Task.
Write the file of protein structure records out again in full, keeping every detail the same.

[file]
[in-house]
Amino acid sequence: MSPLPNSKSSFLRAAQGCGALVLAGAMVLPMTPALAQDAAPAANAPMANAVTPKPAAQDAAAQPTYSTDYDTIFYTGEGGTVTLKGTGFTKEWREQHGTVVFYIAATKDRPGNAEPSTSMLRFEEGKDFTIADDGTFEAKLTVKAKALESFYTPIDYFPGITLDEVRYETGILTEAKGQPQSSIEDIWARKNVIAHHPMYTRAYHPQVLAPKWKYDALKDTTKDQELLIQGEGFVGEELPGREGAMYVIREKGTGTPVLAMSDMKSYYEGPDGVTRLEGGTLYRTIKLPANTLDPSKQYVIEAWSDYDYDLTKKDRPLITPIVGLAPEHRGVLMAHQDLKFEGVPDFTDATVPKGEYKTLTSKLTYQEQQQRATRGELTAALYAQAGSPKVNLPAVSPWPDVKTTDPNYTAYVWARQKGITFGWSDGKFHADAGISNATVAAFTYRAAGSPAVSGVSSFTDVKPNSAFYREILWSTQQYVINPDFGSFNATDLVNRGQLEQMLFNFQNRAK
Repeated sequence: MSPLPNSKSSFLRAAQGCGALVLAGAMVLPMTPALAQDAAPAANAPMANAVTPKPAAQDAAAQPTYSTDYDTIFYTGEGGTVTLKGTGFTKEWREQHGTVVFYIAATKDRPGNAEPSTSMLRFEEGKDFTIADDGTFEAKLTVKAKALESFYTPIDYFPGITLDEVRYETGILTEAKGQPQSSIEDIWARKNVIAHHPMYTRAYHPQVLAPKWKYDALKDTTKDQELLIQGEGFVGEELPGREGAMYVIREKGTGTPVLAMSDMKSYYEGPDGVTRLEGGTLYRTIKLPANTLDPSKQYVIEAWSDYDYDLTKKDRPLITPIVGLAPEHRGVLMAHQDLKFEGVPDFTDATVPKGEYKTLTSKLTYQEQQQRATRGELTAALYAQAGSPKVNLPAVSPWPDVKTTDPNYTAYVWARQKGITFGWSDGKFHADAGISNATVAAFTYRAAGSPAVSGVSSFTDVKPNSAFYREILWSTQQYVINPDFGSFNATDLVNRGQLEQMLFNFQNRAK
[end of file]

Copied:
[in-house]
Amino acid sequence: MSPLPNSKSSFLRAAQGCGALVLAGAMVLPMTPALAQDAAPAANAPMANAVTPKPAAQDAAAQPTYSTDYDTIFYTGEGGTVTLKGTGFTKEWREQHGTVVFYIAATKDRPGNAEPSTSMLRFEEGKDFTIADDGTFEAKLTVKAKALESFYTPIDYFPGITLDEVRYETGILTEAKGQPQSSIEDIWARKNVIAHHPMYTRAYHPQVLAPKWKYDALKDTTKDQELLIQGEGFVGEELPGREGAMYVIREKGTGTPVLAMSDMKSYYEGPDGVTRLEGGTLYRTIKLPANTLDPSKQYVIEAWSDYDYDLTKKDRPLITPIVGLAPEHRGVLMAHQDLKFEGVPDFTDATVPKGEYKTLTSKLTYQEQQQRATRGELTAALYAQAGSPKVNLPAVSPWPDVKTTDPNYTAYVWARQKGITFGWSDGKFHADAGISNATVAAFTYRAAGSPAVSGVSSFTDVKPNSAFYREILWSTQQYVINPDFGSFNATDLVNRGQLEQMLFNFQNRAK
Repeated sequence: MSPLPNSKSSFLRAAQGCGALVLAGAMVLPMTPALAQDAAPAANAPMANAVTPKPAAQDAAAQPTYSTDYDTIFYTGEGGTVTLKGTGFTKEWREQHGTVVFYIAATKDRPGNAEPSTSMLRFEEGKDFTIADDGTFEAKLTVKAKALESFYTPIDYFPGITLDEVRYETGILTEAKGQPQSSIEDIWARKNVIAHHPMYTRAYHPQVLAPKWKYDALKDTTKDQELLIQGEGFVGEELPGREGAMYVIREKGTGTPVLAMSDMKSYYEGPDGVTRLEGGTLYRTIKLPANTLDPSKQYVIEAWSDYDYDLTKKDRPLITPIVGLAPEHRGVLMAHQDLKFEGVPDFTDATVPKGEYKTLTSKLTYQEQQQRATRGELTAALYAQAGSPKVNLPAVSPWPDVKTTDPNYTAYVWARQKGITFGWSDGKFHADAGISNATVAAFTYRAAGSPAVSGVSSFTDVKPNSAFYREILWSTQQYVINPDFGSFNATDLVNRGQLEQMLFNFQNRAK